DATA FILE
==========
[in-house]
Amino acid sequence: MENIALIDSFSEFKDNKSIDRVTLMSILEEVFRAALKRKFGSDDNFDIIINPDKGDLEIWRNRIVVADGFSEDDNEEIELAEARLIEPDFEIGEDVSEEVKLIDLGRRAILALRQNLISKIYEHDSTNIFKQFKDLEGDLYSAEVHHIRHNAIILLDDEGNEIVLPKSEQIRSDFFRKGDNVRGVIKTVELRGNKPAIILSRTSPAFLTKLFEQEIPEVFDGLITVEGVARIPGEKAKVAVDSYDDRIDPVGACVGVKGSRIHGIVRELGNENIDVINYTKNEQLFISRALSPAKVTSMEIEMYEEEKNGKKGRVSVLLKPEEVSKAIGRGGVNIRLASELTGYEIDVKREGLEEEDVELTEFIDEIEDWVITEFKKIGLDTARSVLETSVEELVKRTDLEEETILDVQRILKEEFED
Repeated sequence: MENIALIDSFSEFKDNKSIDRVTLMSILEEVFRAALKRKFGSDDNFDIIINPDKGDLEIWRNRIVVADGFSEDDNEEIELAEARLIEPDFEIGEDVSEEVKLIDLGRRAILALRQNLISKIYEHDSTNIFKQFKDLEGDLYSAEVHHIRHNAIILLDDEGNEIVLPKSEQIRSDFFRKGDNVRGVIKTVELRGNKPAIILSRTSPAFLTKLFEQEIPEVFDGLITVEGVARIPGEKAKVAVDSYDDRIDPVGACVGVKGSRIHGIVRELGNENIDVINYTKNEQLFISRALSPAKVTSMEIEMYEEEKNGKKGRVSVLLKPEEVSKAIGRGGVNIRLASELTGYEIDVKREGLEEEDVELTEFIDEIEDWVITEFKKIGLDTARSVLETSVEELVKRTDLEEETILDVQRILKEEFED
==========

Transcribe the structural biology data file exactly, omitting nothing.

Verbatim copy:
[in-house]
Amino acid sequence: MENIALIDSFSEFKDNKSIDRVTLMSILEEVFRAALKRKFGSDDNFDIIINPDKGDLEIWRNRIVVADGFSEDDNEEIELAEARLIEPDFEIGEDVSEEVKLIDLGRRAILALRQNLISKIYEHDSTNIFKQFKDLEGDLYSAEVHHIRHNAIILLDDEGNEIVLPKSEQIRSDFFRKGDNVRGVIKTVELRGNKPAIILSRTSPAFLTKLFEQEIPEVFDGLITVEGVARIPGEKAKVAVDSYDDRIDPVGACVGVKGSRIHGIVRELGNENIDVINYTKNEQLFISRALSPAKVTSMEIEMYEEEKNGKKGRVSVLLKPEEVSKAIGRGGVNIRLASELTGYEIDVKREGLEEEDVELTEFIDEIEDWVITEFKKIGLDTARSVLETSVEELVKRTDLEEETILDVQRILKEEFED
Repeated sequence: MENIALIDSFSEFKDNKSIDRVTLMSILEEVFRAALKRKFGSDDNFDIIINPDKGDLEIWRNRIVVADGFSEDDNEEIELAEARLIEPDFEIGEDVSEEVKLIDLGRRAILALRQNLISKIYEHDSTNIFKQFKDLEGDLYSAEVHHIRHNAIILLDDEGNEIVLPKSEQIRSDFFRKGDNVRGVIKTVELRGNKPAIILSRTSPAFLTKLFEQEIPEVFDGLITVEGVARIPGEKAKVAVDSYDDRIDPVGACVGVKGSRIHGIVRELGNENIDVINYTKNEQLFISRALSPAKVTSMEIEMYEEEKNGKKGRVSVLLKPEEVSKAIGRGGVNIRLASELTGYEIDVKREGLEEEDVELTEFIDEIEDWVITEFKKIGLDTARSVLETSVEELVKRTDLEEETILDVQRILKEEFED